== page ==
I recognize that the NFL's brand of all-for-one, one-for-all is better for the long term health of the game, but the Jets fan in me hates it. Just being honest, baby.

Anyway, I think most sports fans would have enjoyed having Steinbrenner in charge, if only because he always put winning first, no matter the cost. As a fan, you can't ask for anything more than that, knowing that the guy in charge is not looking purely at the bottom line, and wants to win as much as you do.

Luckily for Yankee fans, Hank Steinbrenner seems to have the same priorities as his father. And luckily for New York sports fans, he seems to enjoy owning the back pages of the tabloids and suffers from the same lack of a filter when addressing the media. So, the future should be interesting enough for both of us.

Thursday, July 15, 2010

The Future Champion at 170

Although only 9 years old, Antares Porter of the Tang Soo Do Karate School has exhibited the quickness, form, and heart of a rare few in the world of martial arts. Porter is dedicated to the mastery of his craft, both as sport and art as he quickly rises through the ranks at his local school.

Those in the know see superstardom for this young student, as he is on pace to contend for belts in the UFC by 2025. Everyone who witnessed his display in his most recent testing session agrees that there is a lot to look forward to from this young phenom in the near future.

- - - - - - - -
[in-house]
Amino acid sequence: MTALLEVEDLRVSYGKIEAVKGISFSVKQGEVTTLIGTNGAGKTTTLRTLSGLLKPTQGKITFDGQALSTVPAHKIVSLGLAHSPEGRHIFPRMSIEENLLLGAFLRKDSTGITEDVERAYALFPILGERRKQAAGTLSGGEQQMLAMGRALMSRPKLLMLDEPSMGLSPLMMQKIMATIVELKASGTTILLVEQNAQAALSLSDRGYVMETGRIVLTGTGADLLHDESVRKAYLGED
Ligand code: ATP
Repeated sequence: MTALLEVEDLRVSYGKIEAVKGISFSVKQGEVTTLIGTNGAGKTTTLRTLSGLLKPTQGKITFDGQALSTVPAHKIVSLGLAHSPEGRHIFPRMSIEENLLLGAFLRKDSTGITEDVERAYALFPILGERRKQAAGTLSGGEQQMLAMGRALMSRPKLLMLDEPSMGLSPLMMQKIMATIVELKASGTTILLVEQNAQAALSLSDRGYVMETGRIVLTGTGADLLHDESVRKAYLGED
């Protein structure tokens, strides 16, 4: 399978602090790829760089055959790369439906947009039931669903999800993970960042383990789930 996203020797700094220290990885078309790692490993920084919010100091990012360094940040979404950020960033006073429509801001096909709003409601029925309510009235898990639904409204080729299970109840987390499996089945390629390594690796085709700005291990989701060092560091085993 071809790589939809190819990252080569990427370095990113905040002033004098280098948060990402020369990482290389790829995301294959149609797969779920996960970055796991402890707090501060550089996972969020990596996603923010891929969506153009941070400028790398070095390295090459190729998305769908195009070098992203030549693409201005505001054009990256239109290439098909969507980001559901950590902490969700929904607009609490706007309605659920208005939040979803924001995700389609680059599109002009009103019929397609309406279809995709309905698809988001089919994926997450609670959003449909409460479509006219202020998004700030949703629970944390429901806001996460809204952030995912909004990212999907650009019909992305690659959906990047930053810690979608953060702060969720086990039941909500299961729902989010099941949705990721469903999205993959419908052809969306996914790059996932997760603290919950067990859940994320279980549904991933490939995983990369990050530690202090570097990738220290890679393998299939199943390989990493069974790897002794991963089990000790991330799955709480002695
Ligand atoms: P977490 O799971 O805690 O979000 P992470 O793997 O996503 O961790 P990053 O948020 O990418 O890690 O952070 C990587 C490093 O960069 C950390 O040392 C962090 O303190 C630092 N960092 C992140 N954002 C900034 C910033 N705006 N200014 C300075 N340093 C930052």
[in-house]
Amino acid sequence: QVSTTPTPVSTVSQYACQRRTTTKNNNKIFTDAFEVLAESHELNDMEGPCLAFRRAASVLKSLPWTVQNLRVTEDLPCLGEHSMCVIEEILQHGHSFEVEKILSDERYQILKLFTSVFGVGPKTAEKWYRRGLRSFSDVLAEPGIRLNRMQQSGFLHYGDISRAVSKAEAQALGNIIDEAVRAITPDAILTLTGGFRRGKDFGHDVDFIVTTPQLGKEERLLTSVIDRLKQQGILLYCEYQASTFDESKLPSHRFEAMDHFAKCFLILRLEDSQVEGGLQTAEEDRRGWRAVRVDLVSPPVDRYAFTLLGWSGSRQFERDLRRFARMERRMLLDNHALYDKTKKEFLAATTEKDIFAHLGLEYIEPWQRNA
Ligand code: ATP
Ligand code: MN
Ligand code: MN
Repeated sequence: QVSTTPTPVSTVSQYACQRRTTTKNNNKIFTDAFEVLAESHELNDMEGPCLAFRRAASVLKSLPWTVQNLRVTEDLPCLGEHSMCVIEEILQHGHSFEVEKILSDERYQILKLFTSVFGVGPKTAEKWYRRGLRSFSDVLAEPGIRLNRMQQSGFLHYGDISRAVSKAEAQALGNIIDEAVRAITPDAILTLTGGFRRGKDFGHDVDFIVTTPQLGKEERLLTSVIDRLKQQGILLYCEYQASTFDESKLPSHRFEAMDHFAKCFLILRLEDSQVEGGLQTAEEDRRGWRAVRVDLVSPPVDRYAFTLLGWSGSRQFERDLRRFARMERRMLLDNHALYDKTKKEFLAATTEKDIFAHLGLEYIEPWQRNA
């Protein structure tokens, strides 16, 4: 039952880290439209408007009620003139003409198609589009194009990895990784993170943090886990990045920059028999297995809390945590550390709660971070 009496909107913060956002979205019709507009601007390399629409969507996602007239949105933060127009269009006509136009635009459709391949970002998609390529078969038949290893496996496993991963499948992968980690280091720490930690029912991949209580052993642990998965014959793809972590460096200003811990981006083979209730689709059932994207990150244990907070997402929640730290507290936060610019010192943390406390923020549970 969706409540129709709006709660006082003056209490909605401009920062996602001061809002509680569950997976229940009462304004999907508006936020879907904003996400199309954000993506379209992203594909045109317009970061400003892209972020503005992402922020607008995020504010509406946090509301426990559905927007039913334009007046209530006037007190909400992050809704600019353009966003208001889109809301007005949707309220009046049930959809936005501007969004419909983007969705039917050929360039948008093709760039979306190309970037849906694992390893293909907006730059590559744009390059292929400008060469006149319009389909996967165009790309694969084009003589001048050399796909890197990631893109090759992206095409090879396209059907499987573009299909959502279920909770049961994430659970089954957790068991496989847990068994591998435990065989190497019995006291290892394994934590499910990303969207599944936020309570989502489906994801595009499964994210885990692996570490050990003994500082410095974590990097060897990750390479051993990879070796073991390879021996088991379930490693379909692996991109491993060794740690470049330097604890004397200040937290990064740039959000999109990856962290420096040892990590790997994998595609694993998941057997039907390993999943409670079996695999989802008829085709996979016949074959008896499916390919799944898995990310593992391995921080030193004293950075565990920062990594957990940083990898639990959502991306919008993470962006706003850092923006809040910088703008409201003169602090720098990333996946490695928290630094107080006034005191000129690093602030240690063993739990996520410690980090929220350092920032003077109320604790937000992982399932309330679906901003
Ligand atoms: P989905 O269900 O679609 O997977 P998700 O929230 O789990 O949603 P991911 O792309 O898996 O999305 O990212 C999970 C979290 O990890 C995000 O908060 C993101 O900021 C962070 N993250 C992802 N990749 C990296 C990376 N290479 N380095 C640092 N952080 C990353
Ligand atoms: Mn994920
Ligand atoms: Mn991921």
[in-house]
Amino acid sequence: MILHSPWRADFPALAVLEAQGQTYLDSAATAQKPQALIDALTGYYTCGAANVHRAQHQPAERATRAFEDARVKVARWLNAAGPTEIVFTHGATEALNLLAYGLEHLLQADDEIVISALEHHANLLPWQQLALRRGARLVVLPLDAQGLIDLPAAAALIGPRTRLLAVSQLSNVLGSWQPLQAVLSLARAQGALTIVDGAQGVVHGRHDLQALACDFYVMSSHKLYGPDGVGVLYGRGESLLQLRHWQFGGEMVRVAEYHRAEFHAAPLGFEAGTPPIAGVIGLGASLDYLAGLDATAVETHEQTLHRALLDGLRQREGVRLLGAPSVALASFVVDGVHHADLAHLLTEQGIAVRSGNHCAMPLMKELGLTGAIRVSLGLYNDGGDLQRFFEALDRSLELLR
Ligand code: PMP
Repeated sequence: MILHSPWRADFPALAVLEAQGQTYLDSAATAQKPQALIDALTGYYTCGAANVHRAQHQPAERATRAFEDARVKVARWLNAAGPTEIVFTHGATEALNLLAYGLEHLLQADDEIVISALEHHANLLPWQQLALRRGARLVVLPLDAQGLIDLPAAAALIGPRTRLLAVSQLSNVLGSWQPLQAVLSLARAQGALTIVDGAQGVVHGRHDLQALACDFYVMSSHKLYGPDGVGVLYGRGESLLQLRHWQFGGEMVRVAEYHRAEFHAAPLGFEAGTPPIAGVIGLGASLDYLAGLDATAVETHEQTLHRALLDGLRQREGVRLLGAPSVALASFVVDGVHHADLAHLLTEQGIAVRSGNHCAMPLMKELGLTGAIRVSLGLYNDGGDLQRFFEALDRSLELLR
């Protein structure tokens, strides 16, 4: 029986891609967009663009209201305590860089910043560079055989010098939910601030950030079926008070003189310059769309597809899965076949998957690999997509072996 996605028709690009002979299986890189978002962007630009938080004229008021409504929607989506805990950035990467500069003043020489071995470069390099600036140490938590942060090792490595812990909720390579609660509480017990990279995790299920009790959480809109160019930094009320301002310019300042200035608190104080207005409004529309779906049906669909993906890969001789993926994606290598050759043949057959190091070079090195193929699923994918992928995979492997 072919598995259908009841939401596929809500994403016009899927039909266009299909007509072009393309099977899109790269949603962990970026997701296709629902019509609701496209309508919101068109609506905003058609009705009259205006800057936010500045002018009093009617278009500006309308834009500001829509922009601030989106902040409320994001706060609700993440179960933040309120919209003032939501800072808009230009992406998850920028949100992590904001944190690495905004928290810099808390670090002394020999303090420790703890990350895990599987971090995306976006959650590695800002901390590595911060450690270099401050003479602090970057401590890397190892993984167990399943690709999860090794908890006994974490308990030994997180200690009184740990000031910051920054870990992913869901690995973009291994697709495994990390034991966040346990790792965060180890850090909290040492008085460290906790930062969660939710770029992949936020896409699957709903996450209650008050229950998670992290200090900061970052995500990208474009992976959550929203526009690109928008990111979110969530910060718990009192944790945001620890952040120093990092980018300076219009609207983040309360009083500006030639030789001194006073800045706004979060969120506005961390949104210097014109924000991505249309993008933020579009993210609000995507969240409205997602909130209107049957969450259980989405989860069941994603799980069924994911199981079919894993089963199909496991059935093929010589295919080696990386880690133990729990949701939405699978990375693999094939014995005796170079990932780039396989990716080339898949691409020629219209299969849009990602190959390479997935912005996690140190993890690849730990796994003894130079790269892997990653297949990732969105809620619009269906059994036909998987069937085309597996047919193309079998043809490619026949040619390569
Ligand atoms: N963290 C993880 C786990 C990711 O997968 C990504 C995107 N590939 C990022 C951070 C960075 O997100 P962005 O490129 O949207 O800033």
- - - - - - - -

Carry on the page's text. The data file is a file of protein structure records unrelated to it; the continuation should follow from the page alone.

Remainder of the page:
Monday, July 12, 2010

A Final Word on The Decision

It's nice to be back sleeping in my own bed after 8 days away from home. I believe that the air mattress was created for people who are less than 100 lbs.

I'm glad, now that the whole LeBron debacle has ended, we can put the NBA to rest for the next several months. In the words of the brilliant and funny Jason Washington, when considering the NBA once the football season ends, "Is this what we're reduced to?"

When you take a step back from the LeBron situation, it begins to make a lot more sense, and, when you consider LeBron's career path, his decision is a clear window into who he is as a pro and as a person.

Few people in the history of sports (or any other endeavor, for that matter) have led as charmed an existence as the self-proclaimed "Chosen One". LeBron has been one of the most famous basketball players in the country since he was a junior in high school, when he petitioned the NBA to be draft eligible before he had graduated high school. He has been celebrated as a superior player to all of his peers, and many of the legends of the game, even before he had an opportunity to develop. James was embraced as someone who combined the best parts of Michael Jordan and Magic Johnson, someone who could create his own shot from anywhere on the floor, but also possessed the court vision to make everyone around him better.